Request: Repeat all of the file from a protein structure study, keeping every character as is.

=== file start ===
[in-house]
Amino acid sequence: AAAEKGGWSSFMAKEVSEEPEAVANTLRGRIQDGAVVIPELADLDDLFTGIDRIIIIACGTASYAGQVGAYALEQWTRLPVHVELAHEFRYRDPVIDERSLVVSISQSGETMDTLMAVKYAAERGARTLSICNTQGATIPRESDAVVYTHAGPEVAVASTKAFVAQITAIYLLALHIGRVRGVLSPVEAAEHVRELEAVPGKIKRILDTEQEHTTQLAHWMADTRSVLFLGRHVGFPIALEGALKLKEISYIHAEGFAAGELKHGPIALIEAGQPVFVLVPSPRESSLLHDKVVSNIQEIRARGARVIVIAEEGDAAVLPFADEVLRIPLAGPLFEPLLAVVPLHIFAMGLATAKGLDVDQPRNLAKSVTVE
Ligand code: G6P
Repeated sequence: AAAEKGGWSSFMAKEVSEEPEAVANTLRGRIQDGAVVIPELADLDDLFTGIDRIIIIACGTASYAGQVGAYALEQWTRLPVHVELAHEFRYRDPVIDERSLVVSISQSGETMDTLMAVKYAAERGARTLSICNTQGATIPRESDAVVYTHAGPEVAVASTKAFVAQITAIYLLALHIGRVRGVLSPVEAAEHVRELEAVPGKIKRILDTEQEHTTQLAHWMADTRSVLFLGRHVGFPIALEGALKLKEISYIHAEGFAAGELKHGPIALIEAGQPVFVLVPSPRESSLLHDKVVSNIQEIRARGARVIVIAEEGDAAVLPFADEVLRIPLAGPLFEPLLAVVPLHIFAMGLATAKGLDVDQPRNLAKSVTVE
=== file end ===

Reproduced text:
[in-house]
Amino acid sequence: AAAEKGGWSSFMAKEVSEEPEAVANTLRGRIQDGAVVIPELADLDDLFTGIDRIIIIACGTASYAGQVGAYALEQWTRLPVHVELAHEFRYRDPVIDERSLVVSISQSGETMDTLMAVKYAAERGARTLSICNTQGATIPRESDAVVYTHAGPEVAVASTKAFVAQITAIYLLALHIGRVRGVLSPVEAAEHVRELEAVPGKIKRILDTEQEHTTQLAHWMADTRSVLFLGRHVGFPIALEGALKLKEISYIHAEGFAAGELKHGPIALIEAGQPVFVLVPSPRESSLLHDKVVSNIQEIRARGARVIVIAEEGDAAVLPFADEVLRIPLAGPLFEPLLAVVPLHIFAMGLATAKGLDVDQPRNLAKSVTVE
Ligand code: G6P
Repeated sequence: AAAEKGGWSSFMAKEVSEEPEAVANTLRGRIQDGAVVIPELADLDDLFTGIDRIIIIACGTASYAGQVGAYALEQWTRLPVHVELAHEFRYRDPVIDERSLVVSISQSGETMDTLMAVKYAAERGARTLSICNTQGATIPRESDAVVYTHAGPEVAVASTKAFVAQITAIYLLALHIGRVRGVLSPVEAAEHVRELEAVPGKIKRILDTEQEHTTQLAHWMADTRSVLFLGRHVGFPIALEGALKLKEISYIHAEGFAAGELKHGPIALIEAGQPVFVLVPSPRESSLLHDKVVSNIQEIRARGARVIVIAEEGDAAVLPFADEVLRIPLAGPLFEPLLAVVPLHIFAMGLATAKGLDVDQPRNLAKSVTVE